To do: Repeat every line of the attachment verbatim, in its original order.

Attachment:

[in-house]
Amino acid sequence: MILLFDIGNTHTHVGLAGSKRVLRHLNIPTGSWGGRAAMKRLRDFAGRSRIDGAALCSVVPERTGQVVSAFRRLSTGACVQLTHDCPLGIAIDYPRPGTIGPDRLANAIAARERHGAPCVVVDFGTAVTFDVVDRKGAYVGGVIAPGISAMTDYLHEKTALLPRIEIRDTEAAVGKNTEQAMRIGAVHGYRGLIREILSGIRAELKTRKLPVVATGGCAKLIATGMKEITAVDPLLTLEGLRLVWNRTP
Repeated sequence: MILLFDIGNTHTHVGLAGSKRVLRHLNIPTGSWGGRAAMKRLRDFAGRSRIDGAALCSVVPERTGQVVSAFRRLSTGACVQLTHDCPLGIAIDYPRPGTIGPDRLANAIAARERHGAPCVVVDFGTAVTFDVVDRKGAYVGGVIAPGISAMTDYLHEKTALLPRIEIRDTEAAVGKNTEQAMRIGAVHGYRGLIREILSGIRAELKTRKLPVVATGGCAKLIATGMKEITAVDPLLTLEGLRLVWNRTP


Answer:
[in-house]
Amino acid sequence: MILLFDIGNTHTHVGLAGSKRVLRHLNIPTGSWGGRAAMKRLRDFAGRSRIDGAALCSVVPERTGQVVSAFRRLSTGACVQLTHDCPLGIAIDYPRPGTIGPDRLANAIAARERHGAPCVVVDFGTAVTFDVVDRKGAYVGGVIAPGISAMTDYLHEKTALLPRIEIRDTEAAVGKNTEQAMRIGAVHGYRGLIREILSGIRAELKTRKLPVVATGGCAKLIATGMKEITAVDPLLTLEGLRLVWNRTP
Repeated sequence: MILLFDIGNTHTHVGLAGSKRVLRHLNIPTGSWGGRAAMKRLRDFAGRSRIDGAALCSVVPERTGQVVSAFRRLSTGACVQLTHDCPLGIAIDYPRPGTIGPDRLANAIAARERHGAPCVVVDFGTAVTFDVVDRKGAYVGGVIAPGISAMTDYLHEKTALLPRIEIRDTEAAVGKNTEQAMRIGAVHGYRGLIREILSGIRAELKTRKLPVVATGGCAKLIATGMKEITAVDPLLTLEGLRLVWNRTP